Archive for April, 2013
The diluvian spring seems to finally have wrung itself out and today we had sun. We’ve had intermittent sun recently but it didn’t give the impression that it was sincere.
But suddenly, the sun was out. Therefore the laundry was out — I mean, out rejoicing, not out wailing and repenting, and begging to be let back in, as it has been for quite a while. Small but delectable milestone today: Bringing in the laundry and smelling that sun-and-fresh-air aroma in its folds for the first time in 2013. (Someone will tell me it’s nothing more than the detergent I’m inhaling, but they would be wrong.)
And more to the truly cosmic point, the seppie are out. “Out” in the way that a solar flare could be called “out.” A few years ago there were only one or two forlorn little seppie in the entire lagoon, and there were scarcely any to be had in the market, not even for ready money. It was a veritable drought of seppie. Now we’re making up for lost time.
The past few days have seen what must be an underwater stampede of the little nimnods, swarming in from the Adriatic to spawn, because out on the water that stretches from San Nicolo’ on the Lido up the wide canal that goes to Murano there has been a daily conglomeration of boats the like of which I’ve never seen, boats full of men fishing for seppie. I have it on several good authorities that virtually every boat has been going home with something like ten kilos (20 pounds) of cuttlefish.
Then there are the insatiable seagulls, who are out there with the rest of the city, looking for chow. You’ll see the gulls pulling their prey to some nearby surface in order to pierce the seppia’s body sufficiently with their beak to allow the extraction of the very hard-to-chew inner bone. These pale-white ovals of various sizes can frequently be seen floating in the canals, and out in the lagoon, the marine version of the ox-bones flung aside by Viking gorgers.
For the many boatless anglers, there’s plenty of room along the fondamente to strew murder and mayhem in the depths. It’s a virtual chorus line of men and children with fishing rods and buckets, and the stones are wildly bespattered with black stains, the parting shots from the truculent creatures unwilling to admit defeat, but whose sac of ink is impotent against the hooks and nets. Of course, they themselves make no effort to resist the lure of whatever’s on the end of the hook, so no use crying afterward. Lino once attracted scores of seppie merely by snagging a piece of white plastic onto his hook and pulling it through the water. They thought it was a seppia, and they were coming to eat it too. Little cannibals.
So spring doesn’t just mean peach blossoms and the dawn trilling of the blackbirds. This year, at least, it means hecatombs of eight-armed mollusks (technically, that’s what they are). I’ll be kind of glad when it’s over. It’s like the tulip craze or something, and only God knows who’s going to eat them all. Nobody can consume everything that’s being hauled out of the water these days, and eventually all the freezers are going to be full.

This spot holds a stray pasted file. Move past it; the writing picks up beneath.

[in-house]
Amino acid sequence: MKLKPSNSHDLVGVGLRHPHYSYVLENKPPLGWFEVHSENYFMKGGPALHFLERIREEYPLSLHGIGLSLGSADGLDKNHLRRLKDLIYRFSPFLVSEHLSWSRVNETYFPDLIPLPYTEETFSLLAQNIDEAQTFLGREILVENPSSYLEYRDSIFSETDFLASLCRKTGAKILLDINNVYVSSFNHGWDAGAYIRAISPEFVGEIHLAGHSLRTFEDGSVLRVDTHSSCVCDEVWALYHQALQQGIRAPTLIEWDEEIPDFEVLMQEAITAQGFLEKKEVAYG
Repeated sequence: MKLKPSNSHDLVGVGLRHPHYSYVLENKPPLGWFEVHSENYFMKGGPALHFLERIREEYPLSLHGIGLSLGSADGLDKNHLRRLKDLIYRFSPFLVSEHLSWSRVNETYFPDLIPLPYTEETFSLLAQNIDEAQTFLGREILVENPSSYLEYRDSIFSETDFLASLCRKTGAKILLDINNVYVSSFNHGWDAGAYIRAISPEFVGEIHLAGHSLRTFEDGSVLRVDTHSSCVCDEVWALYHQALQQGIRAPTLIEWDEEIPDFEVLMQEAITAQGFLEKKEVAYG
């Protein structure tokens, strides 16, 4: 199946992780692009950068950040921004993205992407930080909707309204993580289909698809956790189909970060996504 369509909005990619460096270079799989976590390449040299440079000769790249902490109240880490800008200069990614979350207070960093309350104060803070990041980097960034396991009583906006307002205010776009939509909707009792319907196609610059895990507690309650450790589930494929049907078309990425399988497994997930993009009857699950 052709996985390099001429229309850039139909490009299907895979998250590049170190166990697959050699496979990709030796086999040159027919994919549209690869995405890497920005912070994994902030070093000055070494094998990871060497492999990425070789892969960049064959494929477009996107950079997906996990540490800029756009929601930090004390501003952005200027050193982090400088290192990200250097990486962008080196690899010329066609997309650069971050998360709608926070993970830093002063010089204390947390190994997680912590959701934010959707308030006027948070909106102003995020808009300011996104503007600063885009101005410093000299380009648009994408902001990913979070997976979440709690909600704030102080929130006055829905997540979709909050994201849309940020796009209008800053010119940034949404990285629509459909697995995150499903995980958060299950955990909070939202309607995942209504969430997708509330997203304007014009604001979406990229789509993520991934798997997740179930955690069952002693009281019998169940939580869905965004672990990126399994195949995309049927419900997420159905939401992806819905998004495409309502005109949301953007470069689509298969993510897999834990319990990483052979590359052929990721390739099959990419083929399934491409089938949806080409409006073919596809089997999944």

Just one more thing to worry about.
This is too good to keep to myself.
A reader in New York occasionally sends me some reminiscences, observations, and corrections, when necessary. We’ve long since abandoned limiting ourselves to the subject of Venice; his life, by now in its eighth decade, is far too interesting to be crammed into the “V” cubbyhole alone.
He recently wrote me this, apropos of nothing whatever:
A letter came from a grand niece of my uncle (by marriage) Morris and was followed by a long call from CA in which I learned that he had won a couple of years at the Ecole des Beaux Arts after leaving the U of PA. He had never mentioned it. He was an architect for the chief of engineers and built hospitals all over the world during WWII, member of the Cosmos Club, the equivalent of the Century in NY and one of the founders of the Arts Club of Washington. My other architect uncle went to E des BA too and wore the little red ribbon (I presume he’s referring to the Legion of Honor) for having instituted a memorial for one of his teachers. The first was a real gentleman. The other once used the first’s name to use the Cosmos and had great airs. I call him my “let them eat cake” uncle.
My uncle came from Lutherville MD and one time was talking to an old colored family retainer who asked, “Mr. Morris, is it true that Miss Wally is going to marry the King of England?”
“It looks that way.”
“Is it true that he has to give up the throne to do it?”
“Yes, Jim, that seems to be so.”
There was a long pause, and Jim said, “I wouldn’t.”
He knew Miss Wally.
The silence from my end has been too long and also not explained. I can’t do anything about the length (except to break the silence now and stop the clock), but I can explain.
I’ve been in a car — how un-Venetian — with some friends for a week, stravaging around northern Italy from Milan to Pordenone and down to Venice. They were here from Virginia to watch their son play some soccer matches against their Italian counterparts.